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Friday, January 12, 2007

Dems Tie McCain To Bush 'Surge' Strategy

In a potential glimpse at the 2008 race for the White House, Democrats are tying U.S. Sen. John McCain (R-Ariz.) to the unpopular escalation of the war in Iraq that President Bush unveiled this week.

McCain is looking at a second bid for president. McCain ran for the GOP nomination in 2000 but ultimately lost to Bush.

"Cementing himself as the establishment candidate committed to continuing the Bush legacy of failure in Iraq, John McCain yesterday wholeheartedly endorsed the president's escalation of the war. Although the president's new increase of troops for the civil war in Iraq falls shy of the 35,000 troops McCain had proposed, the Arizona senator said he was satisfied with the move, stating 'I think it meets our criteria,'" the Democratic National Committee says, citing a McCain interview on CNN.

"Spearheading the effort to escalate the Iraq War with tens ofthousands more American troops may cement John McCain in Bush's camp, but it won't help him become Bush's successor," says Democratic National Committee spokesman Luis Miranda. "The American people have made it clear they want a new direction in Iraq, not another troop increase that keeps our brave men and women in uniform bogged down in the Iraqi civil war."

Inability to articulate clear position has garnered McCain broad criticism, according to the Democratic National Committee.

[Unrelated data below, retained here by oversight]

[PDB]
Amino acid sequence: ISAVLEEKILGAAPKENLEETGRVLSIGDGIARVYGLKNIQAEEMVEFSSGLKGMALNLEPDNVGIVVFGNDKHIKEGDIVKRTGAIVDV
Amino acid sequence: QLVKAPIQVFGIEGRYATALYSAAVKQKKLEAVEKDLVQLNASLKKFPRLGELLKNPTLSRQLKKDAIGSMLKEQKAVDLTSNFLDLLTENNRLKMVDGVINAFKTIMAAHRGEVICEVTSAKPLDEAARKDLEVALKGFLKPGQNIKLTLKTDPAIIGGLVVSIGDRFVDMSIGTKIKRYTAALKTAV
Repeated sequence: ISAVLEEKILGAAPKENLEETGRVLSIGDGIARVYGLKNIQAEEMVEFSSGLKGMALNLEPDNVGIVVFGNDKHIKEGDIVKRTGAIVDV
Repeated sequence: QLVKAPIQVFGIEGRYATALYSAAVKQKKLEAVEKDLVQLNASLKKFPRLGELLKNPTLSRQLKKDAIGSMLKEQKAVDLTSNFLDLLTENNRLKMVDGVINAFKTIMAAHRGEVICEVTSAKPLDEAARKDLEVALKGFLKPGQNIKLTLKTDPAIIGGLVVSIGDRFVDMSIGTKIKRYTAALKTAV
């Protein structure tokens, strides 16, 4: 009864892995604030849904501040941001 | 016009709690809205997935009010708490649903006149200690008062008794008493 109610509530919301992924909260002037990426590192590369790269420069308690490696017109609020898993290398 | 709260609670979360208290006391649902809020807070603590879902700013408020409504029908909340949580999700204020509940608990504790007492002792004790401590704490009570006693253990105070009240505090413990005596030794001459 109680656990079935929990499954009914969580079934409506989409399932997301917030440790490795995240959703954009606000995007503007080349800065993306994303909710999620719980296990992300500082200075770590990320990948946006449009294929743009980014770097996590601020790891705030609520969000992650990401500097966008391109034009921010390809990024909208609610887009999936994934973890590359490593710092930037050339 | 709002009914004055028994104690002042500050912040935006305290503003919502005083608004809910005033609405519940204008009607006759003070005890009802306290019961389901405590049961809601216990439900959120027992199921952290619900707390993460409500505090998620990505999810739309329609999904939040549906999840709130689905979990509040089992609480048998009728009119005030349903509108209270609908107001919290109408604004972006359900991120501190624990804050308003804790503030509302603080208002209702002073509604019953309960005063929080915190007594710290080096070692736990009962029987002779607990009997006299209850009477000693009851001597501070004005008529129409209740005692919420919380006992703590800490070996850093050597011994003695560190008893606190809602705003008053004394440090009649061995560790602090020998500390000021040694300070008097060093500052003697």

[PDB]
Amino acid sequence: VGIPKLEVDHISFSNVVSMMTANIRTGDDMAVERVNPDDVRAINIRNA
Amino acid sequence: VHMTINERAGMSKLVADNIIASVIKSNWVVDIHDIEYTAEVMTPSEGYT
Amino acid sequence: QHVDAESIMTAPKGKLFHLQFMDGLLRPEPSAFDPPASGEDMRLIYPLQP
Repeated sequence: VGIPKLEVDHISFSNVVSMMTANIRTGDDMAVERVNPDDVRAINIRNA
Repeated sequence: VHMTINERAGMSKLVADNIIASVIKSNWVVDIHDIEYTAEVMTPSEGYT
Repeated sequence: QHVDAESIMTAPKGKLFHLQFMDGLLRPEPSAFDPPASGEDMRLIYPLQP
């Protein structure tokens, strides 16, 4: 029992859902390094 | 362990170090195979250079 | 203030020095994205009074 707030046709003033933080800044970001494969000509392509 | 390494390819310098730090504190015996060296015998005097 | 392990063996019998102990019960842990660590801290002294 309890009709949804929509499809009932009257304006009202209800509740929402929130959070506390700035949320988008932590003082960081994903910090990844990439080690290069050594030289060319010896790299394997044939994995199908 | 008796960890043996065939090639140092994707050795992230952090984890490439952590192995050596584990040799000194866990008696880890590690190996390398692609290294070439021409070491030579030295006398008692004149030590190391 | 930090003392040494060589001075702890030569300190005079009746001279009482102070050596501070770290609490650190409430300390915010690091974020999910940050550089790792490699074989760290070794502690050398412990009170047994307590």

Polls find Americans disapprove of sending more troops to Iraq.

"Harold Meyerson wrote in the Washington Post that McCain's continued hawkishness, even if held sincerely, was flawed, writing that 'integrity in the pursuit of fantasy is no virtue,'" the DNC says. "Joel Connelly, a columnist for the Seattle Post-Intelligencer, noted that, 'The heady spirit of a reformer on the road is gone,' and concluded that McCain 'is the last person in the world that you'd want to be in charge of cleaning up Bush's [foreign policy] excesses.' Ann McFeatters wrote that McCain has become 'garbled' in explaining his Iraq position. And pollster John Zogby noted that McCain's 'going to be all alone in suggesting the Iraq Study Group' was wrong.

McCain has criticized aspects of Bush's war handling, however, and called attention to mistakes in remarks in a Senate Armed Services Committee hearing in Iraq.

"We have made many, many mistakes since 2003, and these will not be easily reversed," McCain said. "Even greater than the costs thus far and in the future, however, are the catastrophic consequences that would ensue from our failure in Iraq. By surging troops and bringing security to Baghdad and other areas, we will give the Iraqis and their partners the best possible chances to succeed.

"From everything I saw during my trip to Iraq last month, I believe that success is still possible," McCain added. "And I would not support this new strategy if I didn’t think it had a real chance of success. But let us realize that there are no guarantees. By controlling the violence, we can pave the way for a political settlement. Once the government wields greater authority, however, Iraqi leaders must take significant steps on their own, and they must do it right away."

McCain acknowledges that "[i]ncreasing U.S. troop levels will expose more brave Americans to danger and increase the number of American casualties."

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